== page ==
Oh, and for the record, the "soft" magent under layer is never truly "written to" during the reocrind gprocess. The soft magnetic underlayer is made of a material that has magnetic domains which rotate easily in response to an external magentic field. When the write field goes across any given point in the medium, it induces the field in the corresponding point on the soft magentic underlayer to rotate perpendicular to the medium. The article is correct in saying that the result is a substantial increase in write field intensity, but neglects to mention that the fields of the soft magnetic underlayer to not remain oriented perpendicular to the media surface after the write field from the magentic head is removed, whereas the fields in the magentic recording layer do remain oriented perpendicular to the media surface.

    The whole point of usuing a soft magnetic underlayer is to allow magnetic materials with very high coercivity to be used as the recoprding layer. Why do you need a very high coercivity recording layer in high density recordng media? See the post I linked to above and read the discussed about "intergranular exchange coupling."
    Reply
  • jackylman - Thursday, July 27, 2006 - link

    In the pulldown menu, accoustics -> acoustics Reply
  • SonicIce - Thursday, July 27, 2006 - link

    Even with an extra platter to lug around, the Western Digital was quieter and cooler! Reply
  • madfly - Thursday, July 27, 2006 - link

    if you want to have the seagate hard drive cross shipped where they send you a replacement and you return the defective one back to them they charge $25, considering the hard drive cost $99, that there is a ripoff. I had this happen to me with a 250GB HD that I bought last year, so I'll be spending my money with one of the others unless the deal is ridiculous. Reply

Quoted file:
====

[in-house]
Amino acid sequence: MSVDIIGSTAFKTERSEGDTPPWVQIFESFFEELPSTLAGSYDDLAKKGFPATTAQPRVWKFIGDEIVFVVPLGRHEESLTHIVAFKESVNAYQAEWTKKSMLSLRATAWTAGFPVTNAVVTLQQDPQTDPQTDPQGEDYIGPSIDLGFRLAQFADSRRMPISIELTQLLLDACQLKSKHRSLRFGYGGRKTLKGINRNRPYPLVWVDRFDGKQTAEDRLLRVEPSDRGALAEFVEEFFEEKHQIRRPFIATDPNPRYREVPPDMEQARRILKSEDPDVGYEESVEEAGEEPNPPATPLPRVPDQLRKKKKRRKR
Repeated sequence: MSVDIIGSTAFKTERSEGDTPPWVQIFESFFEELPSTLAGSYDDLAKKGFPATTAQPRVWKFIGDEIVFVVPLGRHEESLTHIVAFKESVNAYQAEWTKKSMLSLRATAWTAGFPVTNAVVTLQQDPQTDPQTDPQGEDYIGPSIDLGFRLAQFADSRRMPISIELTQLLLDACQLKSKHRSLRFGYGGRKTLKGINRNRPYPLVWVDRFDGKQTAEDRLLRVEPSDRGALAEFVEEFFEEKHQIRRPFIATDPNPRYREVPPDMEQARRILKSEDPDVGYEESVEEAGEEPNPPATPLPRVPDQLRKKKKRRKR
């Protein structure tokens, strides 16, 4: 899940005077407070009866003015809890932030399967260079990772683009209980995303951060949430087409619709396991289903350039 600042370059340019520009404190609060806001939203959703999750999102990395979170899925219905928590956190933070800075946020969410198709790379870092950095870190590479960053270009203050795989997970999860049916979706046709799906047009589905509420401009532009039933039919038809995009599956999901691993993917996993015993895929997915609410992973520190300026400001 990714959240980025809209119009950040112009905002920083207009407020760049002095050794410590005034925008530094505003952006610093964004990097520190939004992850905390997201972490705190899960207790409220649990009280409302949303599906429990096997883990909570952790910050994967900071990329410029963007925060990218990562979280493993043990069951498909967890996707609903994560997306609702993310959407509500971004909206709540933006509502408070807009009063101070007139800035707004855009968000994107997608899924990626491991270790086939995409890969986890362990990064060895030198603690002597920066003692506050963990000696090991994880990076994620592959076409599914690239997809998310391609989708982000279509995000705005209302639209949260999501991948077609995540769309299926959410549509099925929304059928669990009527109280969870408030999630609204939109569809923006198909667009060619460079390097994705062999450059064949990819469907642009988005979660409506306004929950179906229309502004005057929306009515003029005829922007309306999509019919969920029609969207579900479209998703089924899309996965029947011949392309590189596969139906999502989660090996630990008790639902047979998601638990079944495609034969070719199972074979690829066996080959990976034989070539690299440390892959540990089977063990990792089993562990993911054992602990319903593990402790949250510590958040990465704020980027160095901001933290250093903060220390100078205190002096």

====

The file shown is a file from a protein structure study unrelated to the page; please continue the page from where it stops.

• Mana211 - Thursday, July 27, 2006 - link

    SPCR uses 1 meter (aka 1000mm or 200 times your stated distance) to measure SPL.

    "Each drive is measured for SPL one meter away from the top of the hard drive. Hard drive noise tends to be directional, the loudest position being directly over the top. SPL readings typically drop by 2~3 dBA/1m when measured from the side of the drive. The drive is placed on a soft foam to ensure that no vibration noise is produced during testing."

    The there is an entire category of sounds you hear at 5mm that wouldn't be noticable from outside a case.

    Take this quote from SPCR: "Consider the distance of Hardware.fr's recording microphone: 5cm from the HDD. This is a serious problem. There's no way the decibel reading can be accurate due to boundary effects. It's the same problem at storagereview.com -- not even relative differences are necessarily correct due to compression effects; the close proximity impacts every measurement similarly, reducing differences."

    http://www.silentpcreview.com/article631-page1.htm...">http://www.silentpcreview.com/article631-page1.htm... shows that the new audio recordings (not to be confused with the SPL Dba numbers) will use two recording distances:

    * One meter so that "nominal" volume, audibility, and sound character can be judged.
    * One foot (or 30 cm if you will) to capture all the details from even the quietest noise sources.
    Reply
  • tuteja1986 - Thursday, July 27, 2006 - link

    Western digital for me since i want a quiet and cool drive. Reply
  • crydee - Thursday, July 27, 2006 - link

    The WD400YR and WD500YS seem very close to performance with the Raptor, but I can't find the WD400YR on pricewatch on newegg also I read about the WD drivers having a high rate of doa? Reply
  • AdamK47 3DS - Thursday, July 27, 2006 - link

    The Seagate drive has a performance advantage with the two 160GB platters. Anandtech is still ignoring the advantages of higher platter densities. Why is that? Platter density is one of the features I look at when purchasing a new drive. It's a good indication of performance when compared to another drive of the same total capacity. You have two 320GB drives reviewed with different number of platters and yet there is no mention of this other than the table. It's very odd. Reply
  • evilharp - Thursday, July 27, 2006 - link

    Check your "price bot" settings. Currently you list the following deals for a "Western Digital Caviar® SE16"

    quote:


    AnandTech Deals

    Western Digital Caviar® SE16

    Prices
    >Buy.com $2,235.99
    >Business Computing Network $2,157.78
    >TECHONWEB $2,189.44
    >Super Warehouse $2,620.99
    >PCNation $2,478.80
    >PhotoAlley.com $2,840.05
    >cameraworld.com $2,840.05
    >iUnitek $2,479.87


    I followed the Business Computing Network link (simply due to the crazy price) and it is for a 20 unit bulk purchase.

    Reply
  • Booty - Thursday, July 27, 2006 - link

    On the last page it should be listed that the WD has a 3 year warranty for retail and 1 year for OEM - you have them switched. Reply